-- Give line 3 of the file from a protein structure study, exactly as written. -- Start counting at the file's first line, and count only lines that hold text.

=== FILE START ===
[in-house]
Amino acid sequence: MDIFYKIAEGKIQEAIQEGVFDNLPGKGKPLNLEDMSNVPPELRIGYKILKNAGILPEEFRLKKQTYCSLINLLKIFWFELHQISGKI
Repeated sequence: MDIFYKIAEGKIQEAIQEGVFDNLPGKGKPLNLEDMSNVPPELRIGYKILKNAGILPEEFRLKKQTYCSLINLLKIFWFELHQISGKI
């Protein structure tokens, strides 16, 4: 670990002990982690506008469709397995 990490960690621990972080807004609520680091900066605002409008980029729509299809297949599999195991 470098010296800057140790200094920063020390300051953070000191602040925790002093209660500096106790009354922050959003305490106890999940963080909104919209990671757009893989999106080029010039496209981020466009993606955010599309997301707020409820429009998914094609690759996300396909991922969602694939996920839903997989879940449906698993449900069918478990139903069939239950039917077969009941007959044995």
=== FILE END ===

Repeated sequence: MDIFYKIAEGKIQEAIQEGVFDNLPGKGKPLNLEDMSNVPPELRIGYKILKNAGILPEEFRLKKQTYCSLINLLKIFWFELHQISGKI